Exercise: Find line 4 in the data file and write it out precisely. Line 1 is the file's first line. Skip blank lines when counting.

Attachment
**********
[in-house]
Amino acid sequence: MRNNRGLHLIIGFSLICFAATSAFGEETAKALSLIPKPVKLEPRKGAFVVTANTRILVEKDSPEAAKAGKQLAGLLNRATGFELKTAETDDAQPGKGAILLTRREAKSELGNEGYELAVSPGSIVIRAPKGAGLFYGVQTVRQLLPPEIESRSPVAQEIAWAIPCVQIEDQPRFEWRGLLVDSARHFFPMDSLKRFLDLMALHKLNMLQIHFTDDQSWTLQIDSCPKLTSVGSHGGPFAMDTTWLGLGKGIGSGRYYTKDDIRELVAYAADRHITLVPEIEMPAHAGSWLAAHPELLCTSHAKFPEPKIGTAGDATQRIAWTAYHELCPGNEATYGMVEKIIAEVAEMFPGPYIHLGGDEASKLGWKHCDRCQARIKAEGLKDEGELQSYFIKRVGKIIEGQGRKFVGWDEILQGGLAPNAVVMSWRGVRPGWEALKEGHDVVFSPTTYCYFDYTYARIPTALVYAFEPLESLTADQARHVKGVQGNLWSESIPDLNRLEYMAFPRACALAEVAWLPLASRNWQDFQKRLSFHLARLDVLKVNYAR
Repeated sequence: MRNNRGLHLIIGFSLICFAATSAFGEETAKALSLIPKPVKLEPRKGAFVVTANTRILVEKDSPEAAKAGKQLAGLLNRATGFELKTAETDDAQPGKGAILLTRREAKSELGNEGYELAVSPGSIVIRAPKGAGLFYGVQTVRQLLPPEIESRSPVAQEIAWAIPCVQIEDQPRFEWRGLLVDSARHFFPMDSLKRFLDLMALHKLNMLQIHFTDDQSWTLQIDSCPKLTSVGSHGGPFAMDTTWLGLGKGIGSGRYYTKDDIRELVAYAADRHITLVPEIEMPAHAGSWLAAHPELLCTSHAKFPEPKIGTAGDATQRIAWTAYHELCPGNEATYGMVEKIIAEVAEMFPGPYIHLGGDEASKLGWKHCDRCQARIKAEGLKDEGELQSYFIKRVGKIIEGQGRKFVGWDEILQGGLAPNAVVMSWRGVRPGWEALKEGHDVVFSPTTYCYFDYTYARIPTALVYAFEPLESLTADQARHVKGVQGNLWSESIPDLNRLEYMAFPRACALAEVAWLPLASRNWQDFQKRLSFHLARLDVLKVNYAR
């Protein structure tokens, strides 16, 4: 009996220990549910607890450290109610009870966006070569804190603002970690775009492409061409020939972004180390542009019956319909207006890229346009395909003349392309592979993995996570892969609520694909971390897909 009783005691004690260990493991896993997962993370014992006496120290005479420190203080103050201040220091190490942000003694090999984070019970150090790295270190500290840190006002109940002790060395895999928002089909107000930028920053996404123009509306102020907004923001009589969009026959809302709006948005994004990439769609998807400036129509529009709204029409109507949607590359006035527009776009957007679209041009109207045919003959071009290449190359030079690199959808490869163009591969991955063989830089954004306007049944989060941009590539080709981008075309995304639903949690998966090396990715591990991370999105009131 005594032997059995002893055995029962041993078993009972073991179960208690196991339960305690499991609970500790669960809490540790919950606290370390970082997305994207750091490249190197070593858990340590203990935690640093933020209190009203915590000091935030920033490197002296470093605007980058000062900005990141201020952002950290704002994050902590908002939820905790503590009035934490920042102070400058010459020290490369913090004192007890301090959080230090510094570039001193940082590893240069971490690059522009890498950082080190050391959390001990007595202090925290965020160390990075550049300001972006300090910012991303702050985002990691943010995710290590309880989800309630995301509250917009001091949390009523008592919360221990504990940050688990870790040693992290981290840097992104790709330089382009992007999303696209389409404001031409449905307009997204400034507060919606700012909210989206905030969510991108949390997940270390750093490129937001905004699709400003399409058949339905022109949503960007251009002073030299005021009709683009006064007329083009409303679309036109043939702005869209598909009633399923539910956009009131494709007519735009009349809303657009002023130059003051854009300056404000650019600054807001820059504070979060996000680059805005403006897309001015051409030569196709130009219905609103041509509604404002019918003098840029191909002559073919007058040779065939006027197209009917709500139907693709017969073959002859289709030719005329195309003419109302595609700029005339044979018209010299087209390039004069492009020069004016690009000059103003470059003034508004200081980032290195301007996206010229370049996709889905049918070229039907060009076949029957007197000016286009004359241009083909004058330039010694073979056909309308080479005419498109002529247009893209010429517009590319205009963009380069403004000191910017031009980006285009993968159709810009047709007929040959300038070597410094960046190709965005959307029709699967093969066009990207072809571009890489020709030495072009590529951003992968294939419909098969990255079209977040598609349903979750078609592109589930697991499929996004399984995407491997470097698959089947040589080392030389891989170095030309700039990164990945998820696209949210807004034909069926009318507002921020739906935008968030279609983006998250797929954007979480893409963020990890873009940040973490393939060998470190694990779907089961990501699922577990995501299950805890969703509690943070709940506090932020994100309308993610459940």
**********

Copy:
């Protein structure tokens, strides 16, 4: 009996220990549910607890450290109610009870966006070569804190603002970690775009492409061409020939972004180390542009019956319909207006890229346009395909003349392309592979993995996570892969609520694909971390897909 009783005691004690260990493991896993997962993370014992006496120290005479420190203080103050201040220091190490942000003694090999984070019970150090790295270190500290840190006002109940002790060395895999928002089909107000930028920053996404123009509306102020907004923001009589969009026959809302709006948005994004990439769609998807400036129509529009709204029409109507949607590359006035527009776009957007679209041009109207045919003959071009290449190359030079690199959808490869163009591969991955063989830089954004306007049944989060941009590539080709981008075309995304639903949690998966090396990715591990991370999105009131 005594032997059995002893055995029962041993078993009972073991179960208690196991339960305690499991609970500790669960809490540790919950606290370390970082997305994207750091490249190197070593858990340590203990935690640093933020209190009203915590000091935030920033490197002296470093605007980058000062900005990141201020952002950290704002994050902590908002939820905790503590009035934490920042102070400058010459020290490369913090004192007890301090959080230090510094570039001193940082590893240069971490690059522009890498950082080190050391959390001990007595202090925290965020160390990075550049300001972006300090910012991303702050985002990691943010995710290590309880989800309630995301509250917009001091949390009523008592919360221990504990940050688990870790040693992290981290840097992104790709330089382009992007999303696209389409404001031409449905307009997204400034507060919606700012909210989206905030969510991108949390997940270390750093490129937001905004699709400003399409058949339905022109949503960007251009002073030299005021009709683009006064007329083009409303679309036109043939702005869209598909009633399923539910956009009131494709007519735009009349809303657009002023130059003051854009300056404000650019600054807001820059504070979060996000680059805005403006897309001015051409030569196709130009219905609103041509509604404002019918003098840029191909002559073919007058040779065939006027197209009917709500139907693709017969073959002859289709030719005329195309003419109302595609700029005339044979018209010299087209390039004069492009020069004016690009000059103003470059003034508004200081980032290195301007996206010229370049996709889905049918070229039907060009076949029957007197000016286009004359241009083909004058330039010694073979056909309308080479005419498109002529247009893209010429517009590319205009963009380069403004000191910017031009980006285009993968159709810009047709007929040959300038070597410094960046190709965005959307029709699967093969066009990207072809571009890489020709030495072009590529951003992968294939419909098969990255079209977040598609349903979750078609592109589930697991499929996004399984995407491997470097698959089947040589080392030389891989170095030309700039990164990945998820696209949210807004034909069926009318507002921020739906935008968030279609983006998250797929954007979480893409963020990890873009940040973490393939060998470190694990779907089961990501699922577990995501299950805890969703509690943070709940506090932020994100309308993610459940």